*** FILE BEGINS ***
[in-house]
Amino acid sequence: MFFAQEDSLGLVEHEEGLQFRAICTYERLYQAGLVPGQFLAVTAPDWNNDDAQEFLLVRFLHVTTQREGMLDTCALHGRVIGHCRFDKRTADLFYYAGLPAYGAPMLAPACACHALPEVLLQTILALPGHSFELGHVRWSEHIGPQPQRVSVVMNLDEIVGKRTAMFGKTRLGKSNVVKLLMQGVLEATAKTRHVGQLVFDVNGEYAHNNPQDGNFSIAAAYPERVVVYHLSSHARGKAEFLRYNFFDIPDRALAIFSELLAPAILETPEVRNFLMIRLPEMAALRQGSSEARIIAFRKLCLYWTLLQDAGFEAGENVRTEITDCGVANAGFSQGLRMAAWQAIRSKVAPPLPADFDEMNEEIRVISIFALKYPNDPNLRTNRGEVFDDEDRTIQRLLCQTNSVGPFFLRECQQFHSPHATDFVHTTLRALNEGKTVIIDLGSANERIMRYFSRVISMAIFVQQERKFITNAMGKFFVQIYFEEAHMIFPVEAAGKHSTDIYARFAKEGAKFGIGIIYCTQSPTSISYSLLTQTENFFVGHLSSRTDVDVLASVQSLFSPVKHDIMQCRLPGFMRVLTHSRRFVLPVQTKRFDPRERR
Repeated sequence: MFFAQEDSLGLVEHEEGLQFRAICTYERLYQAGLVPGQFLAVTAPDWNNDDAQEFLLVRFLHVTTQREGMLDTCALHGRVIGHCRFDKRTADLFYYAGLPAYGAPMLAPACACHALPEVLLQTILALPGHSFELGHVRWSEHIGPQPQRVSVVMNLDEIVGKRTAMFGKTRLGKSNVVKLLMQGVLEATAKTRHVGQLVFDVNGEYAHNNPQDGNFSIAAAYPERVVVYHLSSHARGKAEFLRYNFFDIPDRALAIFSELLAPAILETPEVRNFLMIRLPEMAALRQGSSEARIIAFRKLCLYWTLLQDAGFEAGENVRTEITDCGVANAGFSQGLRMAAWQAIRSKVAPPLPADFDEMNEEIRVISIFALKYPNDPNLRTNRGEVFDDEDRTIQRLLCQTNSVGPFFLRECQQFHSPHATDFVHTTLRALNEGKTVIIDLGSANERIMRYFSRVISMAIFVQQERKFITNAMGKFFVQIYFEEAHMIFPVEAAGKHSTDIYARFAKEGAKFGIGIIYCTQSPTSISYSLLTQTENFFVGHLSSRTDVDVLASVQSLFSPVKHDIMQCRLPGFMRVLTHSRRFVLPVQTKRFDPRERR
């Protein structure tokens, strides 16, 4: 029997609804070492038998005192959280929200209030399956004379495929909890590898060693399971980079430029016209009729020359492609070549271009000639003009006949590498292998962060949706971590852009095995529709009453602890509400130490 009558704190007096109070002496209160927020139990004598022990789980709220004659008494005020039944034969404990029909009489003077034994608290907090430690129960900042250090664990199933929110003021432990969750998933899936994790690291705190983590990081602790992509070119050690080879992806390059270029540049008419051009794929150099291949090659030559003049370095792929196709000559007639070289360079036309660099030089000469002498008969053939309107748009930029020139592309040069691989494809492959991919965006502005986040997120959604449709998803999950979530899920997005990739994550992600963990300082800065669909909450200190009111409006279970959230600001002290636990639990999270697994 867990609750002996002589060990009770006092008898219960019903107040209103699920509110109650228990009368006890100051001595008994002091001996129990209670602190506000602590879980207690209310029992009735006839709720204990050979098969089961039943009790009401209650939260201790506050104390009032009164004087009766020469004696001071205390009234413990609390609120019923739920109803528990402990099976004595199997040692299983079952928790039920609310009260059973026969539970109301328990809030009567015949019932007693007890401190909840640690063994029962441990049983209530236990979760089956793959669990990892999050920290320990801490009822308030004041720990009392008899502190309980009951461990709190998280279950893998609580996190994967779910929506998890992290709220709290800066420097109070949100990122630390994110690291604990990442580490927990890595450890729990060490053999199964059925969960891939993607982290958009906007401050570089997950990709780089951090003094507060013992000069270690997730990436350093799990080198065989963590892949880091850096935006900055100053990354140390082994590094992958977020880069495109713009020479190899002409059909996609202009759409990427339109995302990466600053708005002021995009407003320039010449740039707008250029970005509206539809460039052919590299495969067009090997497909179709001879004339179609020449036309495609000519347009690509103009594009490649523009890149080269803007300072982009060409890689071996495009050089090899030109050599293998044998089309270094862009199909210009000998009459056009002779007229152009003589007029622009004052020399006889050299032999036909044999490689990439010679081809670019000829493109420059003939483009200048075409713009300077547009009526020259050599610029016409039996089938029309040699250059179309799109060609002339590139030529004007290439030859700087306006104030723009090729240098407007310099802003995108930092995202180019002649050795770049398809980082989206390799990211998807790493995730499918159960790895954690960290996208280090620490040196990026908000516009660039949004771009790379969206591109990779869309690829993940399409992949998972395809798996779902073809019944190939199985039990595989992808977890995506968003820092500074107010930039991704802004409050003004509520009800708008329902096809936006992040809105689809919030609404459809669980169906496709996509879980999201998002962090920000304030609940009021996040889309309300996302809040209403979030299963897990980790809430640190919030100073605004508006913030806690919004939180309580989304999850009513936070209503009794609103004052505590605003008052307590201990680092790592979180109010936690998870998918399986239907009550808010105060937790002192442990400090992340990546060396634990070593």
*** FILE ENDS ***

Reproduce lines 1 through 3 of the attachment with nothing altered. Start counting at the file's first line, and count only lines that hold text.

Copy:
[in-house]
Amino acid sequence: MFFAQEDSLGLVEHEEGLQFRAICTYERLYQAGLVPGQFLAVTAPDWNNDDAQEFLLVRFLHVTTQREGMLDTCALHGRVIGHCRFDKRTADLFYYAGLPAYGAPMLAPACACHALPEVLLQTILALPGHSFELGHVRWSEHIGPQPQRVSVVMNLDEIVGKRTAMFGKTRLGKSNVVKLLMQGVLEATAKTRHVGQLVFDVNGEYAHNNPQDGNFSIAAAYPERVVVYHLSSHARGKAEFLRYNFFDIPDRALAIFSELLAPAILETPEVRNFLMIRLPEMAALRQGSSEARIIAFRKLCLYWTLLQDAGFEAGENVRTEITDCGVANAGFSQGLRMAAWQAIRSKVAPPLPADFDEMNEEIRVISIFALKYPNDPNLRTNRGEVFDDEDRTIQRLLCQTNSVGPFFLRECQQFHSPHATDFVHTTLRALNEGKTVIIDLGSANERIMRYFSRVISMAIFVQQERKFITNAMGKFFVQIYFEEAHMIFPVEAAGKHSTDIYARFAKEGAKFGIGIIYCTQSPTSISYSLLTQTENFFVGHLSSRTDVDVLASVQSLFSPVKHDIMQCRLPGFMRVLTHSRRFVLPVQTKRFDPRERR
Repeated sequence: MFFAQEDSLGLVEHEEGLQFRAICTYERLYQAGLVPGQFLAVTAPDWNNDDAQEFLLVRFLHVTTQREGMLDTCALHGRVIGHCRFDKRTADLFYYAGLPAYGAPMLAPACACHALPEVLLQTILALPGHSFELGHVRWSEHIGPQPQRVSVVMNLDEIVGKRTAMFGKTRLGKSNVVKLLMQGVLEATAKTRHVGQLVFDVNGEYAHNNPQDGNFSIAAAYPERVVVYHLSSHARGKAEFLRYNFFDIPDRALAIFSELLAPAILETPEVRNFLMIRLPEMAALRQGSSEARIIAFRKLCLYWTLLQDAGFEAGENVRTEITDCGVANAGFSQGLRMAAWQAIRSKVAPPLPADFDEMNEEIRVISIFALKYPNDPNLRTNRGEVFDDEDRTIQRLLCQTNSVGPFFLRECQQFHSPHATDFVHTTLRALNEGKTVIIDLGSANERIMRYFSRVISMAIFVQQERKFITNAMGKFFVQIYFEEAHMIFPVEAAGKHSTDIYARFAKEGAKFGIGIIYCTQSPTSISYSLLTQTENFFVGHLSSRTDVDVLASVQSLFSPVKHDIMQCRLPGFMRVLTHSRRFVLPVQTKRFDPRERR